If you look up at the night sky you might see some stars, even a bright planet and of course the moon. You won’t see galaxies and the billions of stars that share the universe with these brighter objects. That’s because studies show (opens in new tab) 80% of the world’s population lives under light-polluted skies. At CES 2023, Unistellar is showing a smart telescope that appears to strike the light, revealing the wonders of the universe to everyone.
The new eQuinox 2 is a 400x telescope — an upgrade from the original model with a better photo sensor and wider field of view — that has no discernible buttons or controls. The grey, sleek optical device caught my eye on the first CES press night. At around two feet long, it’s obviously a stargazer, but the lack of physical controls might confuse you. It shouldn’t.
Unistellar showed me how to use the accompanying app (on a phone or tablet) to control the motorized telescope. On a tablet you can select the Orion Nebula and the smart telescope uses your phone’s GPS to know where it is on Earth and where to point the optics. I watched as they tapped a stellar object on the screen and the eQuinox 2 rotated to see the nebula.
Since we were in a convention hall, Unistellar couldn’t live demonstrate their secret sauce, but they walked me through a simulation.
I know this Unistellar smart telescope. The eQuinox 2 at 400x (optical) is $2500, but I kind of want it. It uses a smartphone or iPad app to take the guesswork out of astronomy and make the invisible visible. #CES2023 pic.twitter.com/OMnZcUZrRMJanuary 6, 2023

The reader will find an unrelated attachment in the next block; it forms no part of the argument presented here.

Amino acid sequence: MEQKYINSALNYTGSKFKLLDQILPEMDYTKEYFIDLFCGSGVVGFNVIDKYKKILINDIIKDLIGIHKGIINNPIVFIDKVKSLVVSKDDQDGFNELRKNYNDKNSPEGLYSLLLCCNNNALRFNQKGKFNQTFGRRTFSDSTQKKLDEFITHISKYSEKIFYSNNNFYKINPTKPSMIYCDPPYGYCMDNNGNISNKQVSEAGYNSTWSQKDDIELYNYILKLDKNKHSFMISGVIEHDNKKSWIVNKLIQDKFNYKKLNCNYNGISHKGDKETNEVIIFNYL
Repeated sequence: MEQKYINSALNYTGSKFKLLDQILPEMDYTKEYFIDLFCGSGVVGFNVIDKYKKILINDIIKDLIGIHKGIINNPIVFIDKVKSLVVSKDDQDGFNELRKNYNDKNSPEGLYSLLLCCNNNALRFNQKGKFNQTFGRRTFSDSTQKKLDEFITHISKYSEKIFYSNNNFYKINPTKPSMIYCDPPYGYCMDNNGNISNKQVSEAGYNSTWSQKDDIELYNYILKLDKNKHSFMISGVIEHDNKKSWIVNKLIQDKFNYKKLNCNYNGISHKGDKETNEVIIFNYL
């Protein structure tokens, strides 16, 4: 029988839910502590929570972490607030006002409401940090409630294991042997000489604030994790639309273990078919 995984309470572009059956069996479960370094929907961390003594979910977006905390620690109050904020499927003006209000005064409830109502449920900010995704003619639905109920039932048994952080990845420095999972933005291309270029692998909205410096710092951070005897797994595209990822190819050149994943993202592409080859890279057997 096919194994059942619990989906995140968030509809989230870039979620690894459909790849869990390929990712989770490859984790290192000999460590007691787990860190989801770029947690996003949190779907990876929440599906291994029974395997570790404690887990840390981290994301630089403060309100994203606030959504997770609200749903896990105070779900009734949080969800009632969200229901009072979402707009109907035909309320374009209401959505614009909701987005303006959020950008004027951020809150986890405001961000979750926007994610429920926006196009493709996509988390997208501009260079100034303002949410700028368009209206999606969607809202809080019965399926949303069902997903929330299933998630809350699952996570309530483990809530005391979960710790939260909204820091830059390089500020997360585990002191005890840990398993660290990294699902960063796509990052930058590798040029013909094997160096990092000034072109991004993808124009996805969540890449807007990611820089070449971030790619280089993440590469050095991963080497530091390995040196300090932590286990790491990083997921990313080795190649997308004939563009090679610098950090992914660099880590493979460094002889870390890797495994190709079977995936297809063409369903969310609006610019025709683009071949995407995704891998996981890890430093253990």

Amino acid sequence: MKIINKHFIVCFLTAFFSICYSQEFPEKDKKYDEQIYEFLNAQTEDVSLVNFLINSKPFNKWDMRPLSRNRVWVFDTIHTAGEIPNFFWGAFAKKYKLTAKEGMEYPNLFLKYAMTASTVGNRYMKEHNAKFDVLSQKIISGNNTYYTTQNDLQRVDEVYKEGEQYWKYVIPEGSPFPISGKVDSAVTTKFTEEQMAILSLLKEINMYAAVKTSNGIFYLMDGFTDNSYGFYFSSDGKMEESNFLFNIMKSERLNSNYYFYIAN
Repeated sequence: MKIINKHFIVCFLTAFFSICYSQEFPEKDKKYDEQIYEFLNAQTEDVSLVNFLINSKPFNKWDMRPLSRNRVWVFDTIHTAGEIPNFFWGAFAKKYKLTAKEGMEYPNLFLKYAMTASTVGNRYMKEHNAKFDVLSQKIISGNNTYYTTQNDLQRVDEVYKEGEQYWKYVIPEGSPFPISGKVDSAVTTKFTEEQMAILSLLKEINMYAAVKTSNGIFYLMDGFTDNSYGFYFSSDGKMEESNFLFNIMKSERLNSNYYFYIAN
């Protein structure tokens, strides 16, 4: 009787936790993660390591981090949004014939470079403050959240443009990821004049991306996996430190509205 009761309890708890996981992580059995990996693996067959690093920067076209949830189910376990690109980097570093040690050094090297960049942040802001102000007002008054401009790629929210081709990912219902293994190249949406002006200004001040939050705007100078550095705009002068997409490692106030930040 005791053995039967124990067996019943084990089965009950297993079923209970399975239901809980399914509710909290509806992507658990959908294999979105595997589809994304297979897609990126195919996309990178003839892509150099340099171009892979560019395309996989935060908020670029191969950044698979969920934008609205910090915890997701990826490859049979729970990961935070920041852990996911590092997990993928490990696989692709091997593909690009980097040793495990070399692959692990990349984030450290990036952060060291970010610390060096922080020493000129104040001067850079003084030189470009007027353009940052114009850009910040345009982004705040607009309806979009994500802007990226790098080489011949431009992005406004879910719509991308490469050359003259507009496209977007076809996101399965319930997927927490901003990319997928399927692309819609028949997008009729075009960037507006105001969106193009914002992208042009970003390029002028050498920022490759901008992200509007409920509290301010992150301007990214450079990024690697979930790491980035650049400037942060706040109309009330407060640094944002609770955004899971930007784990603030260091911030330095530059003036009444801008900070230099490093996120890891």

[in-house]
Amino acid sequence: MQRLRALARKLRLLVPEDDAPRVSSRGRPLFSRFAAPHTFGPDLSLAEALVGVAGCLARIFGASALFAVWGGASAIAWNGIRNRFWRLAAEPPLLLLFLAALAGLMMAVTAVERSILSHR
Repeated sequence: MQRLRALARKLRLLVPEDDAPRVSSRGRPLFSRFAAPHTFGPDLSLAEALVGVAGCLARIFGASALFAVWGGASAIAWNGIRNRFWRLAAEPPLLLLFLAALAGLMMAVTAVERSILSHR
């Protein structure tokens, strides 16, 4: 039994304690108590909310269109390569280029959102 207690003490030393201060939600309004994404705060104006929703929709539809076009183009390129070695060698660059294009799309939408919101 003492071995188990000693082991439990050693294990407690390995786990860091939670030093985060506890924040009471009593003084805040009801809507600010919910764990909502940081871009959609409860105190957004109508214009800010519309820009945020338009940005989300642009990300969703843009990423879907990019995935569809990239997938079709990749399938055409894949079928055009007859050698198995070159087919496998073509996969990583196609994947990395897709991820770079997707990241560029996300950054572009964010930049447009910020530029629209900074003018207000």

On an iPad screen, they chose them Whirlpool Galaxy (opens in new tab), and the telescope turned silently into position. After a few moments I saw an image on the screen but no galaxy. This is where it gets interesting. Due to light pollution, standard telescopes can struggle to see many astronomical objects unless you travel to the most remote areas.
eQuinox 2 uses Smart Light Pollution Reduction, an AI and algorithm-based system that digitally corrects the images to remove the effects of light pollution. The Unistellar rep pushed a button, and then I watched the image on the screen dissolve until we could see the beautiful, tiny, swirling galaxy millions of miles away.
“It wasn’t that it wasn’t there, we had to clean it up with an algorithm to make it accessible,” Unistellar’s rep told me. He added that it was hidden because of light pollution but also because it’s a faint object. What’s not entirely clear is how much of what the eQuinox 2 shows you with Smart Light Pollution Reduction is optical and what’s a digital invention of the algorithm based on what the galaxy looks like.
The app comes preloaded with 500 celestial objects and suggestions for finding more objects, but you don’t have to manually adjust the telescope to find them. eQuinox 2 is 100% app controlled. That probably makes it a good choice for amateurs, but maybe not for semi-professional astronomers.
eQuinox 2 is available for pre-order now for $2,499 (€2,499 in Europe) and will ship in early 2023.
Check out ours CES 2023 Hub for breaking news from the show as it happens. We cover everything from 8K TVs and foldable displays to new phones, laptops and smart home gadgets, so stay with us for the big stories.
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